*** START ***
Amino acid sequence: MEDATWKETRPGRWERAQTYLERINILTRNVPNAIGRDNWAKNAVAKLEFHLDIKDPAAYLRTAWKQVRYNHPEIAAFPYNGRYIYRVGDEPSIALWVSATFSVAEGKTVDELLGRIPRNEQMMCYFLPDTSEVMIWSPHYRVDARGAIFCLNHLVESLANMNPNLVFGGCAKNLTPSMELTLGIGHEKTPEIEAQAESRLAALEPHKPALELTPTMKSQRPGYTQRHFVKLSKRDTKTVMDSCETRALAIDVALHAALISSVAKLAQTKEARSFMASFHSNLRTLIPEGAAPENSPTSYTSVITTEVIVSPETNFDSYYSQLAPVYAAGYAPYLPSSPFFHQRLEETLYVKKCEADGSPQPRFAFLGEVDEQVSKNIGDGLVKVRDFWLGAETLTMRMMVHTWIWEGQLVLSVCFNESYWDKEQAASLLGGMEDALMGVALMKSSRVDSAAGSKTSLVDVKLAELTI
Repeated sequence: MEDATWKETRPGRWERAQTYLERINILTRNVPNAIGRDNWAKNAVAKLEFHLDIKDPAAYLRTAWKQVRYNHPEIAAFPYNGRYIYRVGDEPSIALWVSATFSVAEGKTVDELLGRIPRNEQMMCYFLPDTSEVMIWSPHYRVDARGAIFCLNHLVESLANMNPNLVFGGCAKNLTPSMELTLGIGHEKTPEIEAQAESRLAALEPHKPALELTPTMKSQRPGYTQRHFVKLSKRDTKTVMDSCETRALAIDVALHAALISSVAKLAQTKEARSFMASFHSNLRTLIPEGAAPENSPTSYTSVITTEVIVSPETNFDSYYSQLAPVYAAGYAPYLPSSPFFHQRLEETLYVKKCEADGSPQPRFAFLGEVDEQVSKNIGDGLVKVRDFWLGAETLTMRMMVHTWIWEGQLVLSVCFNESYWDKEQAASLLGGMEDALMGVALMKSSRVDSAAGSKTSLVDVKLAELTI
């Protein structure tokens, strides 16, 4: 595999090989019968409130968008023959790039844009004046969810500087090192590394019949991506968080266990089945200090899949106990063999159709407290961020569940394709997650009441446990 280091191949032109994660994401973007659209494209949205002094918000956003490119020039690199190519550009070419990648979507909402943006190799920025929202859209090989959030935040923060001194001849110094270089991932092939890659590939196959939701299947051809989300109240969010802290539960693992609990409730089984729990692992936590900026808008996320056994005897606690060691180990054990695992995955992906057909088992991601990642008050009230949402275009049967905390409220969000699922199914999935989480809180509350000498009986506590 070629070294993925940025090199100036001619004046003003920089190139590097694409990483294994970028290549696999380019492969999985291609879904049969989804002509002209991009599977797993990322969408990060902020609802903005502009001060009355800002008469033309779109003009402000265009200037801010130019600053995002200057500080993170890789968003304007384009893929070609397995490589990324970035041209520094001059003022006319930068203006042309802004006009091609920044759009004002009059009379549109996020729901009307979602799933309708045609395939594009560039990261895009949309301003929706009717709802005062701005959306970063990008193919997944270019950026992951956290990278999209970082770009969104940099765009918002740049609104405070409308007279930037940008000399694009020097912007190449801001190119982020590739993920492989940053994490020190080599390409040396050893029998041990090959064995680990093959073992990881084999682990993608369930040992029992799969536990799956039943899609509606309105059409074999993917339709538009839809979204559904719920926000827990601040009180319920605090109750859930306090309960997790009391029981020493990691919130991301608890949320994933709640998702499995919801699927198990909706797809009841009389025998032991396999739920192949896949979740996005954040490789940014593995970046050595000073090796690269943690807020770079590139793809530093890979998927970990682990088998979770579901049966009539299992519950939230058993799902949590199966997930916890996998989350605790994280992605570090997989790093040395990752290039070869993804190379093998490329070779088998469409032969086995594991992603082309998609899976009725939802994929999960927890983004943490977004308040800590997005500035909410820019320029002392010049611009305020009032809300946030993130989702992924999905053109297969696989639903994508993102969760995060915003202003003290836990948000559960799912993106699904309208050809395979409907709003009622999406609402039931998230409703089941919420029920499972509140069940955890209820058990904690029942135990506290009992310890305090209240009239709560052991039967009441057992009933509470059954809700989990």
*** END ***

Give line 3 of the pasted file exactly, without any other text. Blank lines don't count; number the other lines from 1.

């Protein structure tokens, strides 16, 4: 595999090989019968409130968008023959790039844009004046969810500087090192590394019949991506968080266990089945200090899949106990063999159709407290961020569940394709997650009441446990 280091191949032109994660994401973007659209494209949205002094918000956003490119020039690199190519550009070419990648979507909402943006190799920025929202859209090989959030935040923060001194001849110094270089991932092939890659590939196959939701299947051809989300109240969010802290539960693992609990409730089984729990692992936590900026808008996320056994005897606690060691180990054990695992995955992906057909088992991601990642008050009230949402275009049967905390409220969000699922199914999935989480809180509350000498009986506590 070629070294993925940025090199100036001619004046003003920089190139590097694409990483294994970028290549696999380019492969999985291609879904049969989804002509002209991009599977797993990322969408990060902020609802903005502009001060009355800002008469033309779109003009402000265009200037801010130019600053995002200057500080993170890789968003304007384009893929070609397995490589990324970035041209520094001059003022006319930068203006042309802004006009091609920044759009004002009059009379549109996020729901009307979602799933309708045609395939594009560039990261895009949309301003929706009717709802005062701005959306970063990008193919997944270019950026992951956290990278999209970082770009969104940099765009918002740049609104405070409308007279930037940008000399694009020097912007190449801001190119982020590739993920492989940053994490020190080599390409040396050893029998041990090959064995680990093959073992990881084999682990993608369930040992029992799969536990799956039943899609509606309105059409074999993917339709538009839809979204559904719920926000827990601040009180319920605090109750859930306090309960997790009391029981020493990691919130991301608890949320994933709640998702499995919801699927198990909706797809009841009389025998032991396999739920192949896949979740996005954040490789940014593995970046050595000073090796690269943690807020770079590139793809530093890979998927970990682990088998979770579901049966009539299992519950939230058993799902949590199966997930916890996998989350605790994280992605570090997989790093040395990752290039070869993804190379093998490329070779088998469409032969086995594991992603082309998609899976009725939802994929999960927890983004943490977004308040800590997005500035909410820019320029002392010049611009305020009032809300946030993130989702992924999905053109297969696989639903994508993102969760995060915003202003003290836990948000559960799912993106699904309208050809395979409907709003009622999406609402039931998230409703089941919420029920499972509140069940955890209820058990904690029942135990506290009992310890305090209240009239709560052991039967009441057992009933509470059954809700989990």